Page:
Staying on top of the social media landscape and what it means in terms of going from engagement with fans to ultimately generating new opportunities and sales is one of those ongoing tasks in agency life. Algorithms are always evolving, so what got you reach last year – or even last month – might not get you the same reach today.
We are creating social content for clients every day. Add to that the thought leadership we want to develop for our agency – and that’s a lot of social interaction to manage!
On this episode, we dig into the current data. What’s happening on Facebook, LinkedIn, Instagram and, oh, yeah – Twitter.
How do we engage on these social platforms in smart and effective ways? My guest is Scott Ayres of Agorapulse. His Social Media Lab (a literal lab and also a podcast he hosts) digs into this question with gathered and analyzed data to back up any answers given.
Scott has the awesome title of Content Scientist at Agorapulse. He takes what we all believe to be best practices or questions we have around engagement or audience activity or behavior, and he looks for data points that will help us make better choices in terms of how we use these social channels for our agency and clients’ benefit.
This is one of those episodes that proves that you don’t know what you don’t know. We’re tackling the subject of health insurance – how to manage costs as an employer since it is such a big-ticket cost for most agencies.
I’ve been an agency owner for the past 25 years or so, and health insurance is something I want to offer because I value my team and want to provide a generous benefit package. But when renewal time comes around, I’m always wondering what kind of increase is coming. Like most of you, it’s usually in the double digits and super painful. Someone (me or my employees) has to endure that increase or we have to increase the deductible or reduce features.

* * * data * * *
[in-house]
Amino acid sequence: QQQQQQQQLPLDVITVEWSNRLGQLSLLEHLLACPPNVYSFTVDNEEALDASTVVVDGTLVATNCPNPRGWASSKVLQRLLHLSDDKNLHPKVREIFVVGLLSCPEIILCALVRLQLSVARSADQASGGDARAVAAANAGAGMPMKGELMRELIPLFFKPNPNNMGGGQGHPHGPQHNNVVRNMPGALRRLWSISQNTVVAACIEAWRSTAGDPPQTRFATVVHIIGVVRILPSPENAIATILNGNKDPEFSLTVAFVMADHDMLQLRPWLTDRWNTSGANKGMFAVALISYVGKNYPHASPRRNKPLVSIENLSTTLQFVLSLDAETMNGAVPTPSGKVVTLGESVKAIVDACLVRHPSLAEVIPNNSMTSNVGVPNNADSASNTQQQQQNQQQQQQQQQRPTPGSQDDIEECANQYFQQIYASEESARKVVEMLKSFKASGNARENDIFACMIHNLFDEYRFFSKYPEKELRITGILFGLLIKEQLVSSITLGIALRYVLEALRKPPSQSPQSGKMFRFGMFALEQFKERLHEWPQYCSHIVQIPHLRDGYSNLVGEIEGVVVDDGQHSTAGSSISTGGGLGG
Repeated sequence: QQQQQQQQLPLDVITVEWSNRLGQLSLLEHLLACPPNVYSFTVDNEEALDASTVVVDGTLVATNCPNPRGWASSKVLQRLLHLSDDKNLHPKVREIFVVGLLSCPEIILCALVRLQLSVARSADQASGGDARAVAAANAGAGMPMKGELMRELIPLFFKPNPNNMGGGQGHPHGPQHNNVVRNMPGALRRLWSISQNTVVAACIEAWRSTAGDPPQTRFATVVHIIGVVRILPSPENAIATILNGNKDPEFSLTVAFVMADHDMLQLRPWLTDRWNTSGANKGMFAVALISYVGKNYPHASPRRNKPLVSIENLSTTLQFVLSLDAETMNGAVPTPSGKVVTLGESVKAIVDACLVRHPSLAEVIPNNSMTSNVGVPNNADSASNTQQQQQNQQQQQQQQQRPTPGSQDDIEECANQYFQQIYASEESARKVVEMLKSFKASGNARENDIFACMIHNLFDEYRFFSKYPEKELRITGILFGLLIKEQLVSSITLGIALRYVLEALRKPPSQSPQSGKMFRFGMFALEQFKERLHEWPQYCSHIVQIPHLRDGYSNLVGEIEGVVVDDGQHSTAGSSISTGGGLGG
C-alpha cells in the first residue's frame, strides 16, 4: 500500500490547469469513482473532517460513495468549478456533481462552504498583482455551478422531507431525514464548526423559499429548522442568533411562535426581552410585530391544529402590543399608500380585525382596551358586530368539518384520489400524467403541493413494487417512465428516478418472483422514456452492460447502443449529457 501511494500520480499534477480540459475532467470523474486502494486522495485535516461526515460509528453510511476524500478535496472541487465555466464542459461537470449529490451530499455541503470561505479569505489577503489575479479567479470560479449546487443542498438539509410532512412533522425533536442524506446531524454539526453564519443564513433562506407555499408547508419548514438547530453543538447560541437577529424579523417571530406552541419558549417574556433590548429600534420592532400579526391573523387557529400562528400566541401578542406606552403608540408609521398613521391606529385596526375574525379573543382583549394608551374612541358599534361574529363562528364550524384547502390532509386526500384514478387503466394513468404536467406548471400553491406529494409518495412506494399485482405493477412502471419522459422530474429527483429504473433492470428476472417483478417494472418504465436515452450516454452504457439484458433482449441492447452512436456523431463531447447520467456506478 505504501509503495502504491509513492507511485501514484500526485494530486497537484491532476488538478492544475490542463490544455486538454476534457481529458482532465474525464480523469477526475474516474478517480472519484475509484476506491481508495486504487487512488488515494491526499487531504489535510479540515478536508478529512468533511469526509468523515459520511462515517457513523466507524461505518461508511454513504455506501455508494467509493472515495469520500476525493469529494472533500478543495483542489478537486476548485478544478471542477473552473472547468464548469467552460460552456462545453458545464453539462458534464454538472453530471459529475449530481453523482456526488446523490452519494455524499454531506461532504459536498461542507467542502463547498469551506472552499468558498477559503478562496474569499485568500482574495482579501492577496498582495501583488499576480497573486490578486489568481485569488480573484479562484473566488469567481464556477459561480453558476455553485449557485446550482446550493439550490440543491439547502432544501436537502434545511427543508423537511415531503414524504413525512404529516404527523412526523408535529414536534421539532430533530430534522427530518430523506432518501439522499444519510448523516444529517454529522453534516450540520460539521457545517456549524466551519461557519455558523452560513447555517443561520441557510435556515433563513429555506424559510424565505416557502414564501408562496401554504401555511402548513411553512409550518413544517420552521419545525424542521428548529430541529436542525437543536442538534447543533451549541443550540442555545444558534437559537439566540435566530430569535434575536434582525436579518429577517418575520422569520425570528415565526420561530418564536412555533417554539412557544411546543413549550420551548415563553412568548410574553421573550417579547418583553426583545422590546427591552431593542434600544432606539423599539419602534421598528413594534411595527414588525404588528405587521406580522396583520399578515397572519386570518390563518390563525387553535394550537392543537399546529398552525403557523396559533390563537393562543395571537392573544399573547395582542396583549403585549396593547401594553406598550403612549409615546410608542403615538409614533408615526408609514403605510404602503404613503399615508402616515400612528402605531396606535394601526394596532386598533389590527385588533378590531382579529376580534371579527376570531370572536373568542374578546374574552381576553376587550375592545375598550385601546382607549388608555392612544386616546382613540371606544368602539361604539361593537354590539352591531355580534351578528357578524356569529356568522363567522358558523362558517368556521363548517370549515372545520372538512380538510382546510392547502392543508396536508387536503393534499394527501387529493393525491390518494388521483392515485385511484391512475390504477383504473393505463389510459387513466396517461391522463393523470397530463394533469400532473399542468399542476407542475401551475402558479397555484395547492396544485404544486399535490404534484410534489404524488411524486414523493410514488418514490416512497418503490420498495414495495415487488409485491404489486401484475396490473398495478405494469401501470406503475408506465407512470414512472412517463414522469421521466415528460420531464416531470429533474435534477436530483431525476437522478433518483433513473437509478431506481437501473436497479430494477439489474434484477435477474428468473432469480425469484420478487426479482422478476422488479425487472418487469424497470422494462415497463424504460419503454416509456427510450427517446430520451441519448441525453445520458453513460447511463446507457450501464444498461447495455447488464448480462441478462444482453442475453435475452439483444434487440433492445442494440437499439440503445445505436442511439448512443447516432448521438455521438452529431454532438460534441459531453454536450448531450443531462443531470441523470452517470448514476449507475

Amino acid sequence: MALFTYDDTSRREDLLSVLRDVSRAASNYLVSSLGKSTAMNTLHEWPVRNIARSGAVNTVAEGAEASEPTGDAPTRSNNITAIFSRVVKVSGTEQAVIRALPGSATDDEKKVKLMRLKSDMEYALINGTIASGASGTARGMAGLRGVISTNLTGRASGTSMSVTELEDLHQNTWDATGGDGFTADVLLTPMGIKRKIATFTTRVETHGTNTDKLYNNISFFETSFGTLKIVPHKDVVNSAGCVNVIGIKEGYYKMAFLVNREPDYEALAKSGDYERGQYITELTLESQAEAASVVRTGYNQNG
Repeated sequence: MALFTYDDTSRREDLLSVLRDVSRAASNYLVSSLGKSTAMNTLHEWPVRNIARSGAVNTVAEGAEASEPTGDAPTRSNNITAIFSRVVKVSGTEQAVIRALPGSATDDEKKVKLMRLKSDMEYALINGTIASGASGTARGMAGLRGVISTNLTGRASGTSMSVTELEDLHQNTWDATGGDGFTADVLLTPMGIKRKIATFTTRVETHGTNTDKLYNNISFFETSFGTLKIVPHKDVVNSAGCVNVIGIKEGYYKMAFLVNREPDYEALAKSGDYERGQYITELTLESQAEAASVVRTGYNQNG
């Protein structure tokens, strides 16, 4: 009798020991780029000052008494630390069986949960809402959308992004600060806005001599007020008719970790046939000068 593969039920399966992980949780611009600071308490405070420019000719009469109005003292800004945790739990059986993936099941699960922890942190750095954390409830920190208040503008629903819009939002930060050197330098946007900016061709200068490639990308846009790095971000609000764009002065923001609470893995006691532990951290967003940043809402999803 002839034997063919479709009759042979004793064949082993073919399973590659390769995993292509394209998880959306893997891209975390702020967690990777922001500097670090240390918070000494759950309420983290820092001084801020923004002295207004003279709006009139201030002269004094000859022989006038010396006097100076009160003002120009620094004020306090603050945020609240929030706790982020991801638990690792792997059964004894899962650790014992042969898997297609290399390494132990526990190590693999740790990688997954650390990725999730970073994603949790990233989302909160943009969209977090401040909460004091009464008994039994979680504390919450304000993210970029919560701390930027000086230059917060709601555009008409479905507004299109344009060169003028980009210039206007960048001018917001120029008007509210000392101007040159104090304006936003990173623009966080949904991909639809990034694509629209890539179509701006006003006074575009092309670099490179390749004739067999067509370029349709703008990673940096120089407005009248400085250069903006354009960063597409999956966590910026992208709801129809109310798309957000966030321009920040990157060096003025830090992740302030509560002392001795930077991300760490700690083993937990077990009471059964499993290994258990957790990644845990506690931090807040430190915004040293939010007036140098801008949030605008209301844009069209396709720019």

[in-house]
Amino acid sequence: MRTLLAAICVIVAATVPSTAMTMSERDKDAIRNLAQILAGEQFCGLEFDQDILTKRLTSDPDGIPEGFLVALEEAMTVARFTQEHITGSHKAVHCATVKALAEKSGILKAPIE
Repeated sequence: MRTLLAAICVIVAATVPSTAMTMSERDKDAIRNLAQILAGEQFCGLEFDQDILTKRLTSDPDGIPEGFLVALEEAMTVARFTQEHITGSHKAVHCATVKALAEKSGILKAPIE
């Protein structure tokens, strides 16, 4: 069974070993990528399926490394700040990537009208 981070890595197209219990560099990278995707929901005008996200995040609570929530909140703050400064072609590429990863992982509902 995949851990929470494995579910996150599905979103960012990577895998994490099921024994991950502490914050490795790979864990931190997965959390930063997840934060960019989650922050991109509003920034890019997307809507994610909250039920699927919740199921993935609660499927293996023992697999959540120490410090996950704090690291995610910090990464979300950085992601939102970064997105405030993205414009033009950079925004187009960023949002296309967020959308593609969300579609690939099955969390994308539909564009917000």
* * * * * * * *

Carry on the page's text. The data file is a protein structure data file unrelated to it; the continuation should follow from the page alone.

One thing I do know: For all of us, healthcare costs typically one of our biggest expenses and feels completely out of our control.
I wanted to tap into the wisdom of Allison De Paoli, who works with businesses to get more out of every healthcare insurance dollar. She offered some incredible insight on managing the costs, increase the benefits to your team and protect yourself when it comes to renewals.
A veteran of the insurance and benefits industry, Allison and her firm are members of Next Generation Benefits Network (NBN). NBN is a national alliance of elite independent benefits firms that are successfully challenging the healthcare status quo to improve benefits for employees, while reducing the costs for employers.
When I talk with agency owners, there’s one topic that often comes up in conversation. They say, “I wish my employees would think and act more like owners!” And my question back is, “why would they – they aren’t owners.”
Think about it. As the agency owner, you run the business, and you understand clearly what’s at stake every month. You stand to win or lose something each month when you make or don’t make your adjusted gross income (AGI), and the agency’s performance has a direct impact on your success. If the agency doesn’t do well – you’re the one who does not get a paycheck. But they do.
On the flip side, when the agency does very well, you reap the benefits of that windfall. You might pay out bonuses to your team but rarely do agency owners explain where the bonus came from or what was done to earn it.